Electric drum sets have come a long way. Twenty years ago, a handful of drum companies had a monopoly on the market due to high development, manufacturing, and distribution costs. It seemed that even starter sets were beyond the budget of most aspiring drummers. Top electronic drum brands like Yamaha, Roland and Alesis have now changed this.
Are electronic drums any good? We think so, but you must choose what's right for you. To help, we have compiled this list of the top 5 Pros and Cons of electronic drums.
From volume control and the ability to seamlessly play along to songs, to great onboard features and space savings - the advantages of digital drums make them very appealing to beginner drummers.
Volume is the primary concern for most aspiring drummers and those in the same household. Electronic drums might be the way to go if this is the case for you. You can plug your headphones into the module or practice using a monitor or speaker system at lower volumes. Not only will your family and neighbors thank you for it, but it will significantly increase your available practice hours.
One of the greatest feelings for beginner and hobbyist drummers is the ability to play along to your favorite music. It's a lot of fun and can help keep you motivated through more challenging times in your learning experience.
It can be difficult playing along to music with acoustic drums because it is hard to hear the music over the volume of your drums - unless you crank it way up. Or, you find yourself playing quietly to compensate, and that's not ideal either.
Most electronic drum sets have a mix-in function on the module so that you can play along to music while hearing your drum part, and all at a sensible mix.
It's challenging to hear a metronome while playing an acoustic drum set. Since metronomes are essential tools for developing timekeeping, this can be a problem.
When playing acoustic drums, you cannot hear a metronome effectively without headphones. When using headphones, the metronome still needs to be at a high volume, which can be uncomfortable. Sure, you could follow the flashing light that most metronomes give you, but it's another distraction and is not ideal.
With electronic drums, you can adjust your drum set and metronome volume to work in harmony, giving you the freedom to focus on your playing.
Depending on the model of electronic drum set that you choose, you may have many different pre-set drum kits (some of which may be customizable) and play-along songs. The latter can be tremendous fun because they sometimes have the option of muting the original drum track and playing with or without a click track.
Naturally, the more advanced (and thus, more expensive) drum sets offer the most comprehensive range of pre-set drum kits, editing, and other customization.
Electric drums and cymbals are typically undersized and mounted from a rack system. When compared directly with an acoustic drum set, a certain degree of space is saved.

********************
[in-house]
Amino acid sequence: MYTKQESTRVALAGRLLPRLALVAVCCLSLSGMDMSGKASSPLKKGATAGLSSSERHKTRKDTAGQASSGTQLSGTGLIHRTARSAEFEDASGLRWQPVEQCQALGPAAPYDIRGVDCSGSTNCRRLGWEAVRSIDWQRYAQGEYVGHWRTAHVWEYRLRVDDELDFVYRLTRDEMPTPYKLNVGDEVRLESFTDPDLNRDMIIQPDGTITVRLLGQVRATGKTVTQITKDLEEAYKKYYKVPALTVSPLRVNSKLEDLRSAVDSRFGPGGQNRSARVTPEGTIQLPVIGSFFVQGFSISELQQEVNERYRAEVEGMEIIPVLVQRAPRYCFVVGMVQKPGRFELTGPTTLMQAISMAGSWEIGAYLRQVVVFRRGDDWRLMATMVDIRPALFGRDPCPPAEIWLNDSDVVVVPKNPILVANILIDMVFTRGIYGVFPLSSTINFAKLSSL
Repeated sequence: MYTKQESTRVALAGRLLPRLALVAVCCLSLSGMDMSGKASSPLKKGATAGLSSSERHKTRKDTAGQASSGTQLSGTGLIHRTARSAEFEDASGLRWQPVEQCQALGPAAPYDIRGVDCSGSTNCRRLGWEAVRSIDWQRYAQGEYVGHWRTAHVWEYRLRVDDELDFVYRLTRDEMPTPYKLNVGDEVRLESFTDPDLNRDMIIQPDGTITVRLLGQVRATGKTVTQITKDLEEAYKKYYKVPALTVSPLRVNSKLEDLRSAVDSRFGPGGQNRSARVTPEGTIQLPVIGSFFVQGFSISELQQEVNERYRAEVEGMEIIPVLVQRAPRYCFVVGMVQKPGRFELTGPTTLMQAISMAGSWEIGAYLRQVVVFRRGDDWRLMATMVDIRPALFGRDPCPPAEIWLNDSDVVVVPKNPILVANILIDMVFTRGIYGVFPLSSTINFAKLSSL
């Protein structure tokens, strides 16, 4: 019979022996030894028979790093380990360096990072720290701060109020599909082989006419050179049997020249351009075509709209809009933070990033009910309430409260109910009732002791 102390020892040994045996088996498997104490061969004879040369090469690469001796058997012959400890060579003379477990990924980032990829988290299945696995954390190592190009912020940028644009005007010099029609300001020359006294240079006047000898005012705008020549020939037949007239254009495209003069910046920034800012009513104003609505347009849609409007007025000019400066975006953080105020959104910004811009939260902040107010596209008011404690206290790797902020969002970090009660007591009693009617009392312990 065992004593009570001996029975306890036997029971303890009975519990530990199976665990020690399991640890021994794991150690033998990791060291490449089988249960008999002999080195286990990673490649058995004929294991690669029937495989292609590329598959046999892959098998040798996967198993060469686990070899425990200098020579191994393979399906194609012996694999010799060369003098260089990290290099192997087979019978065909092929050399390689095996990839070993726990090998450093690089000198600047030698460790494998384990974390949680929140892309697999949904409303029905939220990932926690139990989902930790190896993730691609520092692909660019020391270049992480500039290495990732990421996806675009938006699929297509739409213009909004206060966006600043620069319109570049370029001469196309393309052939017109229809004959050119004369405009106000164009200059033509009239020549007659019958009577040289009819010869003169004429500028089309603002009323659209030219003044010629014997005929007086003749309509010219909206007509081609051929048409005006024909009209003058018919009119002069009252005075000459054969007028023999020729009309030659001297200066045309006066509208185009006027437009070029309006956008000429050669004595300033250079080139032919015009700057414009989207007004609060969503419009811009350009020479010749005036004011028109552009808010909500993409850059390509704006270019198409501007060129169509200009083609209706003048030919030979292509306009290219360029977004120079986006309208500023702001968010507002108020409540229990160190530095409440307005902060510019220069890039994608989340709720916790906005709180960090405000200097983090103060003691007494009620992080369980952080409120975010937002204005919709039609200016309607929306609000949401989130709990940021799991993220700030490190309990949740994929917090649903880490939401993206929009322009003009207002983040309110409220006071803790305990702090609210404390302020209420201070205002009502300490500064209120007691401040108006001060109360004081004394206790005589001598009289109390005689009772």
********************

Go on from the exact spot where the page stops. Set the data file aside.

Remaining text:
The bass drum on an acoustic drum set is responsible for a lot of the space needed, often taking 16-20+ inches in depth before you even add a snare drum and a seat behind it. With the additional clutter of tripod legs for hefty cymbal stands, acoustic drums will eat up more bedroom or practice room space than their electronic counterparts.
With that said, some high-end electronic sets are becoming larger with more realistic-sized pads and cymbals and can take up a comparable amount of space.
It's not all good news though and there are definitely some negative points that you'll want to consider to balance your opinion.
No matter how good electronic drums have become, they do not feel the same or have the same response as a real drum or cymbal. This may or may not be an issue for you, but beginners who rarely play acoustic drums can find it a tough transition.
Acoustic drums are highly responsive and articulate, and learning to control these nuances is all part of building drum set control and becoming a musical drummer. If you play solely on electronic drums, you may be missing out on the authentic experience of playing the instrument. Many are willing to forgo this for the primary benefits listed above.
Electronic drums allow you to get away with certain things that acoustic drums make you work harder for, such as drum rolls and dynamics.
Most of the pads and cymbals on electronic drums are undersized and rack-mounted, so they can often be difficult to position. The positioning of your drums is critical, as developing good technique and control depends partly on an efficient and ergonomic setup.
Having drums and cymbals placed at awkward heights or angles can be challenging to play and force you into bad habits.
If you are looking for a low-maintenance instrument to carry around to rehearsals and shows, you might want to consider the guitar!
Drums and all of the hardware, pedals, cymbals, and stands we have to hike around can be pretty cumbersome. We do it because we love the instrument, and it's well worth it! With electronic drums, you have to throw a rack, wires (often, lots of wires), and a monitor/speaker system into the mix.
Although the price point for electronic drums has never been so reasonable, high-end drums are still very expensive. If you want electronic drums with the most capability within the module, larger-sized pads, cymbals, and as close to a "real feel" as possible, you are looking at $3500+.
Nothing beats the feeling of playing a "real" acoustic drum set. The reality, however, is that acoustic drums can be far from practical in many situations, and you must decide what is right for you based on your circumstances.
Although it's tempting to shop online and hope for the best, I would recommend visiting a specialist music store, talking with sales professionals, and most of all, trying both options. Remember, if you decide to go down the acoustic drum route, there are plenty of reasonable solutions for noise reduction.